There’s a lot going on at Sidney Harman Hall, where the London-based Tricycle Theatre has brought its sprawling chronicle The Great Game: Afghanistan to the Shakespeare Theatre Company’s stage. A cyclical story of invasion and resistance covering nearly two centuries, and a joint effort involving no fewer than 12 writers, the massive undertaking looks at three major conflicts—one each from the 19th, 20th, and 21st centuries—and their effects on both the Afghan peoples and those who would exploit, manipulate, and otherwise master them.
And the effect? Uneven—but that was probably inevitable. Policy junkies will thrill to the stretches (brief, and mercifully so, by some lights) in which Jemma Redgrave impersonates Hillary Clinton or Raad Rawi speaks in the voice of Pakistani journalist Ahmed Rashid, delivering verbatim renditions of one briefing or another. (Gen. Stanley McChrystal, intriguingly, is another character, offering more measured opinions on U.S. policy in contemporary Afghanistan than the ones that got him fired earlier this year.)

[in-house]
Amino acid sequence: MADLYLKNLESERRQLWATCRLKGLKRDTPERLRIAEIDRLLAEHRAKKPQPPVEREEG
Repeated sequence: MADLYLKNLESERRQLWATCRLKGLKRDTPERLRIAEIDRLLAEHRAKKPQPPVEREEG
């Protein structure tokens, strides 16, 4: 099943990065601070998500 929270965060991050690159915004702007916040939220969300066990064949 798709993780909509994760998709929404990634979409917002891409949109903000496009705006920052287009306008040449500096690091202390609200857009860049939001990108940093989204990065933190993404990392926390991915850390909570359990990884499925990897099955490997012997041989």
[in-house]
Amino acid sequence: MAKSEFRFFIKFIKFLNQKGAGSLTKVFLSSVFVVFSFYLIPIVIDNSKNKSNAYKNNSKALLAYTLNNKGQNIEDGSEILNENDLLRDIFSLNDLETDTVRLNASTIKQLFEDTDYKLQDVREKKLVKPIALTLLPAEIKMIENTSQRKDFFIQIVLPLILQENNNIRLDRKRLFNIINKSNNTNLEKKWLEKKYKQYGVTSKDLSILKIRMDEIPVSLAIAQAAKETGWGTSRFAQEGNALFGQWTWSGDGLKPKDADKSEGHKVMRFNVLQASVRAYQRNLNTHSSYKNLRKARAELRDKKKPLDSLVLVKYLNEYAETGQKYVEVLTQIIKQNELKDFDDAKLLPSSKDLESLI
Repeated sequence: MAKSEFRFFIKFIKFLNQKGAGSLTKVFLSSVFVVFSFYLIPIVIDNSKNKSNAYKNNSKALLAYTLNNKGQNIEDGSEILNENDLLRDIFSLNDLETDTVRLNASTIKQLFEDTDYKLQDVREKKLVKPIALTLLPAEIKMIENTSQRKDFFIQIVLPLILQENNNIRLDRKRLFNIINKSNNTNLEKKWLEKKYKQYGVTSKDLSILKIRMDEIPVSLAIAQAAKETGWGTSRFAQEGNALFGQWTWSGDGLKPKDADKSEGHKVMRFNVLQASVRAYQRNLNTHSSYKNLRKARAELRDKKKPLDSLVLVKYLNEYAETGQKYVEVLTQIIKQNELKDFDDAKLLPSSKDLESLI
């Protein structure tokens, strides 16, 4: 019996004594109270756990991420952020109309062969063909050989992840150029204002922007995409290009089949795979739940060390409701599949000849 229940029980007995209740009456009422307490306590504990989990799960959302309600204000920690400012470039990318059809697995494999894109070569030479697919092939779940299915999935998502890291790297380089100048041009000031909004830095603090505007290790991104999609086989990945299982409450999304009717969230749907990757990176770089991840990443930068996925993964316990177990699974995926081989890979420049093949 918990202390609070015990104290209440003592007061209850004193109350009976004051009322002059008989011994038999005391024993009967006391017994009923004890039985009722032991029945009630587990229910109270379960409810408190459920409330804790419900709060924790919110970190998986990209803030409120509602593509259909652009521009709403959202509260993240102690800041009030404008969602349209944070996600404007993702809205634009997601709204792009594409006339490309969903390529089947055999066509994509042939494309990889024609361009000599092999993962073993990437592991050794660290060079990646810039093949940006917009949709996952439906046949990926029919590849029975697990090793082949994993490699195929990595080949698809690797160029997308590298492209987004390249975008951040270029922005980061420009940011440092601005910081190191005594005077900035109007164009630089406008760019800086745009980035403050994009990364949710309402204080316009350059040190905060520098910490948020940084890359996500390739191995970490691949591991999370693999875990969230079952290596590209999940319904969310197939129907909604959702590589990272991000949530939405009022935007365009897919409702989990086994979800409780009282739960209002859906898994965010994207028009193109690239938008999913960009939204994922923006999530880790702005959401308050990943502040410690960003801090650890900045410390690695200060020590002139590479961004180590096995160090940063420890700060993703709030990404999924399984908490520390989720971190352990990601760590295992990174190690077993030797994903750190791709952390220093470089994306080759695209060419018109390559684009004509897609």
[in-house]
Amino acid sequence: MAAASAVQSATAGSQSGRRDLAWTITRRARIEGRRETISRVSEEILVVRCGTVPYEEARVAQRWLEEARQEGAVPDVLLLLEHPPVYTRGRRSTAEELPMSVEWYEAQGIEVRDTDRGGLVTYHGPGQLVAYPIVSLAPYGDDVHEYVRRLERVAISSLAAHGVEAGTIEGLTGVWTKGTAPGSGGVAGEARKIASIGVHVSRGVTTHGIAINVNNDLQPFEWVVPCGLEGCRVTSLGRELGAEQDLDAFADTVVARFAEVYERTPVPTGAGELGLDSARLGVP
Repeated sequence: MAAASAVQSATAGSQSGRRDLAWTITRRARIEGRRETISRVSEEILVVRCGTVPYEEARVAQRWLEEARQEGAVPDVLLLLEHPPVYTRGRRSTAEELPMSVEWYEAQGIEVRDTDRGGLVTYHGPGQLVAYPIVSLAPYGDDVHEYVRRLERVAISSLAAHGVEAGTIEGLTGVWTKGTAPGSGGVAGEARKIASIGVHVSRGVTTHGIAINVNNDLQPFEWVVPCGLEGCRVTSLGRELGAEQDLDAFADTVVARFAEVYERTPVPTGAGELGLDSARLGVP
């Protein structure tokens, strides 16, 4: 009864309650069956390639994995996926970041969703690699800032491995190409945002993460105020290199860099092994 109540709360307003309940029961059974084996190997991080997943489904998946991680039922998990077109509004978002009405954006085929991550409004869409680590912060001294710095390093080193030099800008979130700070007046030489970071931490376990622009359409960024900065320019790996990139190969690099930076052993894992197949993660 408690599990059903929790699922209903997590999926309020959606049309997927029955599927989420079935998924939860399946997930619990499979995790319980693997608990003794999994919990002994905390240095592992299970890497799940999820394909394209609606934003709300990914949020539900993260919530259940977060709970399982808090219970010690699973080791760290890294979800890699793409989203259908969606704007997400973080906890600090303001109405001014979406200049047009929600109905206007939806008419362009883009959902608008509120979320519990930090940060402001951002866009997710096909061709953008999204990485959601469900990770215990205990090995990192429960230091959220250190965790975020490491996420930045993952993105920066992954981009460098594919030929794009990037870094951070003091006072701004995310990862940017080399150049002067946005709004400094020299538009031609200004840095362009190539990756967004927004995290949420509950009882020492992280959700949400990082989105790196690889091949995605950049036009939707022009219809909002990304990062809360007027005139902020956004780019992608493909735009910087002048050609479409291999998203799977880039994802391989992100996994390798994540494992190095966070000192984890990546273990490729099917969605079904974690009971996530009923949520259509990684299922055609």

Fans of more theatrical forms will respond more urgently to plays like David Greig’s taut “Miniskirts of Kabul,” in which a journalist (Redgrave again) imagines an interview with beleaguered President Mohammad Najibullah (Daniel Rabin) circa 1996, as Taliban forces close in around his compound; it’s vivid, funny, and horrifying by turns. Colin Teevan’s “The Lion of Kabul,” by contrast, is simply and profoundly horrifying, with its tale of a U.N. aid coordinator trying to free her captured employees and the Taliban mullah who eventually tells her—sneeringly, and speaking only through her male subordinate—of their fate.
Some sequences tend toward the overtly explanatory or the drily historical, and in fact the cycle’s opener—Stephen Jeffreys’ “Bugles at the Gates of Jalalabad”—is in some ways a faithful harbinger of the whole: A promising beginning, with handsomely turned-out British sentries voicing a haunting antiphonal account of a campaign that’s cost the empire 16,000 lives, echoes the epic style of the great plays of the Greeks—not least that oldest extant drama, The Persians, with its own mesmerizing, agonizing account of an hubristic superpower’s battlefield humiliation. Then the playlet turns programmatic and a touch didactic—a capsule, in its way, of the ups and downs to come, a gambit that’s sometimes wonderful and sometimes merely worthy and well-meant.
What do our other critics think of the plays? Allow them to tell you!